To the incredible Andre -- I think, by the way, I am an unadulterated fan of Bocelli, he will tell you, and you know that to be the case. He -- God, he could -- anyway. He's incredible, I think. Jill and I had the honor to host him for Christmas at the White House in on our first year in office, and you performed with your son and daughter as if you were a choir of herald angels. And in a difficult time for our family, after we lost our son Beau, you expressed in a song what we felt in our hearts. From your song "Fall on Me," it goes like this. It says, "fall on me with open arms. Fall on me from where you are. Fall on me with all your light."
Andre, you're a gift. You were a gift to my family at that moment, and you continue to be.
I have attended many prayer breakfasts over the years. And Jill and I have been humbled by the prayers of so many when we needed them badly. It means everything to us. And we're all blessed to live in a nation where we can practice our many faiths and practice them freely. And where we can come together and lift up our nation, and each other, each other, in our own prayers, especially in tough times.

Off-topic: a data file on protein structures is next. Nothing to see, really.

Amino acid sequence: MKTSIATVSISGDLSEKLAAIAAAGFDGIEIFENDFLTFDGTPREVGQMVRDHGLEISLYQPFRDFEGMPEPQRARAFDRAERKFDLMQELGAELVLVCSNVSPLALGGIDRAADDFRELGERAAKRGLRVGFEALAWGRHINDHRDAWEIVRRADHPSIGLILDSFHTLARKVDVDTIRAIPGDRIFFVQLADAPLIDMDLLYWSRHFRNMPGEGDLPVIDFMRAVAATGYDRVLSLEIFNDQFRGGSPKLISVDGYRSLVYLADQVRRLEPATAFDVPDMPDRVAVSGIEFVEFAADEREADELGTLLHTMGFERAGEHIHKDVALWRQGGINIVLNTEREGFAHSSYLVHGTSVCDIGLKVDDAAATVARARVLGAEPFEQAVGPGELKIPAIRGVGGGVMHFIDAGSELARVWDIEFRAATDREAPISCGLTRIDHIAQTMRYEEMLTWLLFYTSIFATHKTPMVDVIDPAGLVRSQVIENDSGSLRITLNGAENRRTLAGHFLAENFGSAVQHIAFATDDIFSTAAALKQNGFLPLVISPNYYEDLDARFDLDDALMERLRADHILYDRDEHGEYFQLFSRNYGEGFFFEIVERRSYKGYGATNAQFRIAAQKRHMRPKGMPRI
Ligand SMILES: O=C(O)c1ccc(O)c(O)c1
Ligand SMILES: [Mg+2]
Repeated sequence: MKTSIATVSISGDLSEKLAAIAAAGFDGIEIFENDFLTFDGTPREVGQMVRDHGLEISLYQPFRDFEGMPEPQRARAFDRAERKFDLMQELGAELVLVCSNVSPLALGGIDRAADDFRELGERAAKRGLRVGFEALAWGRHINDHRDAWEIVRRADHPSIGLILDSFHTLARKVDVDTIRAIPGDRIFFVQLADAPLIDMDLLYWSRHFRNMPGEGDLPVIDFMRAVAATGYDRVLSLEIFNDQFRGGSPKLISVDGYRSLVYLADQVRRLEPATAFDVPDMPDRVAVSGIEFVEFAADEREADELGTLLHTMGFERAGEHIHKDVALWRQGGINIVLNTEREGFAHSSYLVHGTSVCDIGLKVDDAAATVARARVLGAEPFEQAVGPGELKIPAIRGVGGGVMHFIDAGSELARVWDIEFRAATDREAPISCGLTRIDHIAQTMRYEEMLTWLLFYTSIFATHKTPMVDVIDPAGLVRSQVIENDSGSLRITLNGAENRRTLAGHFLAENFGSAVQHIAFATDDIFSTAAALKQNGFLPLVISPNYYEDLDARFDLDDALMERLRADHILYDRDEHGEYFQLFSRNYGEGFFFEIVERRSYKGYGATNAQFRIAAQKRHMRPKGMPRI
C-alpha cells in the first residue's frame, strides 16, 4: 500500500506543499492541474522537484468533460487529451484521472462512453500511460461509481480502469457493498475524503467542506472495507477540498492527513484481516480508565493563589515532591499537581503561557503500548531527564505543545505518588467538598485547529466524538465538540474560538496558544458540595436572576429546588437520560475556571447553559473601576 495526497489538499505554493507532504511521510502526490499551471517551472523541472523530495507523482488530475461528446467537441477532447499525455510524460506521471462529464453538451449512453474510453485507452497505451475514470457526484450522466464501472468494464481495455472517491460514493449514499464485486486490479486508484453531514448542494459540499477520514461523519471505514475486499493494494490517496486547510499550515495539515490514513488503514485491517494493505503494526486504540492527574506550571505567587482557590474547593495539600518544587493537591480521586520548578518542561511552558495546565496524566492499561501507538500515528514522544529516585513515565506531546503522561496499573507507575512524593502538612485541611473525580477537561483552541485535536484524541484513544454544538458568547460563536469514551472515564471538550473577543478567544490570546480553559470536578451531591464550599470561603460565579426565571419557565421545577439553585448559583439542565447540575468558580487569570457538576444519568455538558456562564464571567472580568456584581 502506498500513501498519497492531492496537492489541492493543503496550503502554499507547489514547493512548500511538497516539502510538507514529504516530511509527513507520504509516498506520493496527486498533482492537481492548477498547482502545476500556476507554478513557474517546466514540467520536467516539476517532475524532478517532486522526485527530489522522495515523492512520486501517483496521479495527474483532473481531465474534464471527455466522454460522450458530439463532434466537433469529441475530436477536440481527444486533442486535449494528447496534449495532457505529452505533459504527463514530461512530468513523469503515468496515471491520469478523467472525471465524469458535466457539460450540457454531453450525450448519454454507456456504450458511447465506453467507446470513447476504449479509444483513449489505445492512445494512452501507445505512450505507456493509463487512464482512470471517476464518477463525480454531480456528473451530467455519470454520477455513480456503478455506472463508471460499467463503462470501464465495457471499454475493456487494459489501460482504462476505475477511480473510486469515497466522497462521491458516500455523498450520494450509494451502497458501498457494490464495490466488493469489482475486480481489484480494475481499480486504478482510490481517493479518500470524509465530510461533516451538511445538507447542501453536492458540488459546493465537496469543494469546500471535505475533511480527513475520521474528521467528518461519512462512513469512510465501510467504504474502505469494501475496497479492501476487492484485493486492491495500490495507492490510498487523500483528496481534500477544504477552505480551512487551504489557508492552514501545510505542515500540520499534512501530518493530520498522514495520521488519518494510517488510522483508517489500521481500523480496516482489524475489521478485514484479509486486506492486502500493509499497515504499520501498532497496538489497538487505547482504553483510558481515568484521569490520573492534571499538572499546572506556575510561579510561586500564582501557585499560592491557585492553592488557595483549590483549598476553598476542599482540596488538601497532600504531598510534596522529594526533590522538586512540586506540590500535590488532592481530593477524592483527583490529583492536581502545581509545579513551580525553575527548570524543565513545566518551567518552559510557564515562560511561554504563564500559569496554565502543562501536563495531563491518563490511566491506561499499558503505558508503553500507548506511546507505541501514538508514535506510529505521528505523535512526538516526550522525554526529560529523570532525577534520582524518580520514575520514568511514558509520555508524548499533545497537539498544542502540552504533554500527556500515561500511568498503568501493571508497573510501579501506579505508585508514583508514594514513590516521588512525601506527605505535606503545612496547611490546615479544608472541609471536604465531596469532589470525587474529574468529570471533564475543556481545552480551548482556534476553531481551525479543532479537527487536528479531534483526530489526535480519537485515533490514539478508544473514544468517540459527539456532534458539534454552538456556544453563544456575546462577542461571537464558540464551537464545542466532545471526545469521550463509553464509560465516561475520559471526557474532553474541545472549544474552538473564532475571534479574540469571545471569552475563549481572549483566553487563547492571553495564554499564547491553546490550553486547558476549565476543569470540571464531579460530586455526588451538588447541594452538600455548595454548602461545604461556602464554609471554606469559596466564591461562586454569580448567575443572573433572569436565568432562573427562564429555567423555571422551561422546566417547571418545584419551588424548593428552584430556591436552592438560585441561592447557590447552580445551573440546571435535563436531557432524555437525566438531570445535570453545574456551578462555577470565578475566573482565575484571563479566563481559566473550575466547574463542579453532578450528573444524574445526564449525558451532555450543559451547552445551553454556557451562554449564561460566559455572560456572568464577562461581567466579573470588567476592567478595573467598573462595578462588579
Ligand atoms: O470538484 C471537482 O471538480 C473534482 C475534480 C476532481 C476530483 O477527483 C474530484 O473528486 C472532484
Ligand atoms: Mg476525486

Our prayers continue to be with the families of the three American servicemen killed and attacked in (INAUDIBLE) in Jordan, Sergeant William Rivers, Specialist Breonna Moffett and Specialist Kennedy Sanders. I spoke with each of these families separately, and Jill and I will be, tomorrow, at Dover Air Force Base to receive the dignified transfer of their bodies. They've raised their lives in harm's way, they risked it all, and we'll never forget the sacrifice and service to our country that the dozens of service members who were wounded and are recovering now.
I also see the trauma, the death and destruction in Israel and Gaza. And I understand the pain and passion felt by so many here in America and around the world. We value and pray for the lives taken and for the families left behind, for all of those who are living in dire circumstances, innocent men, women and children, held hostage or under bombardment or displaced, not knowing where the next meal will come from, or if it will come at all.